Let’s Talk About the Rain (2008)
**** out of 5
Agnès Jaoui is one of a number of talented and socially conscious female filmmakers emerging across Europe. Here, her third feature, Let’s Talk About the Rain is in a similar mold to other well-received relationship/family dramas such as Mia-Hansen Løve’s Father of My Children and the charming ensemble piece Paris. Jaoui herself plays Agathe, a feminism author looking to turn her hand to politics, and who subsequently becomes the subject of a haphazard amateur documentary about ‘successful women’ – being compiled by the rather hapless Michel and his ambitious, aggressive student Karim.
Like Paris (which stars French heavyweights Roman Duris and Juliette Binoche), Jaoui’s film interlocks the lives of what at first appears to be a disparate group of Parisians; delicately weaving their separate stories seamlessly into one silkily smooth narrative. The scope widens to incorporate, Mimouna – Karim’s mother and maid to Agathe’s fragile and delicate sister Florence; a women trapped and patronized in a suffocating marriage. During the 10 day documentary shoot at Florence’s secluded country house, the metaphorical rain of the tile comes in a downpour of released emotions and hidden feelings as relationships emerge, evolve, escalate and end. The film provides a snapshot of the lives of these people; it sets its time-frame and crucially doesn’t try to unrealistically resolve every facet of the complex and intricate bonds on show, or worse still, tack on a ‘happy ever after ending’.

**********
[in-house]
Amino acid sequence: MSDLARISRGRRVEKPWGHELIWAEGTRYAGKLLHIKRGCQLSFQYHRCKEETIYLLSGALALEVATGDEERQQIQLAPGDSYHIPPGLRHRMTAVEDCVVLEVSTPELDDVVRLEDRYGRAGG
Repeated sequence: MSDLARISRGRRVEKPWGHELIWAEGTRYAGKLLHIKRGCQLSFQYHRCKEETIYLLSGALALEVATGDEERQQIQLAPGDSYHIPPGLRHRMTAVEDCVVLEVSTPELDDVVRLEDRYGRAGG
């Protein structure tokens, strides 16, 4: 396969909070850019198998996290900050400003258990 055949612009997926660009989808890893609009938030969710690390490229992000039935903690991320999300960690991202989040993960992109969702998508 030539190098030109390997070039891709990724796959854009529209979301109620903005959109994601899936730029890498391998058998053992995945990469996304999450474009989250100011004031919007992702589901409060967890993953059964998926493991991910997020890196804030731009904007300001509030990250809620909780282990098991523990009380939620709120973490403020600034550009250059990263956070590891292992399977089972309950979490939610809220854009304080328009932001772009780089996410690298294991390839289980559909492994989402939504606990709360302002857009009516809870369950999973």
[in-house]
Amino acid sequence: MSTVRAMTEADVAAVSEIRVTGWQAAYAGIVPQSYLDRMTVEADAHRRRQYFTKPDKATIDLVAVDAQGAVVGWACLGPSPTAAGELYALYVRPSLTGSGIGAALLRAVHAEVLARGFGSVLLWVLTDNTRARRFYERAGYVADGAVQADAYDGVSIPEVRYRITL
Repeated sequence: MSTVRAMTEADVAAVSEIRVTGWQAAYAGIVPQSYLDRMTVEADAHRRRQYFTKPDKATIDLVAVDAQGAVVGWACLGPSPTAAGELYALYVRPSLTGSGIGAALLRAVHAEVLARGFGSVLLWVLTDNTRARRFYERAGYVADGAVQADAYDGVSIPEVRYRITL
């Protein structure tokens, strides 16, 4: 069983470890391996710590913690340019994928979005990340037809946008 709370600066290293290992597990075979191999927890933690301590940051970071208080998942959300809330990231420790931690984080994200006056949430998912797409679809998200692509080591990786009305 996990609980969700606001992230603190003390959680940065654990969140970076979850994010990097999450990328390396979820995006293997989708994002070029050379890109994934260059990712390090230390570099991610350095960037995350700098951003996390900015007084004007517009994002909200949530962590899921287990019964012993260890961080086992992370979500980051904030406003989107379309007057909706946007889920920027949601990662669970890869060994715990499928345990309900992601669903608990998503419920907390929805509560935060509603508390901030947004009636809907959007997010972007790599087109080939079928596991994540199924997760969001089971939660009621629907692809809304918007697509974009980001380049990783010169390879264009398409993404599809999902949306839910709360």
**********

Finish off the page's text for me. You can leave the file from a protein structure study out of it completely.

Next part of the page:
Whereas Father of My Children has an understandably somewhat more serious tone, Rain does have a light shower of quirky and offbeat laughs – including a despairing Michel declaring ‘I have no authority over sheep’, as a noisy herd threatens to ruin an on location interview. Thus Let’s Talk About the Rain is a sophisticated and engaging comedy-drama, one that enhances Jaoui’s growing reputation and marks her as one to look out for. And although Agathe, Karim and co. talk about the rain as the sky appears to clear, the literal downpour in the closing scene suggests that not all has been resolved, and that perhaps the forecast may remain wet for a while yet.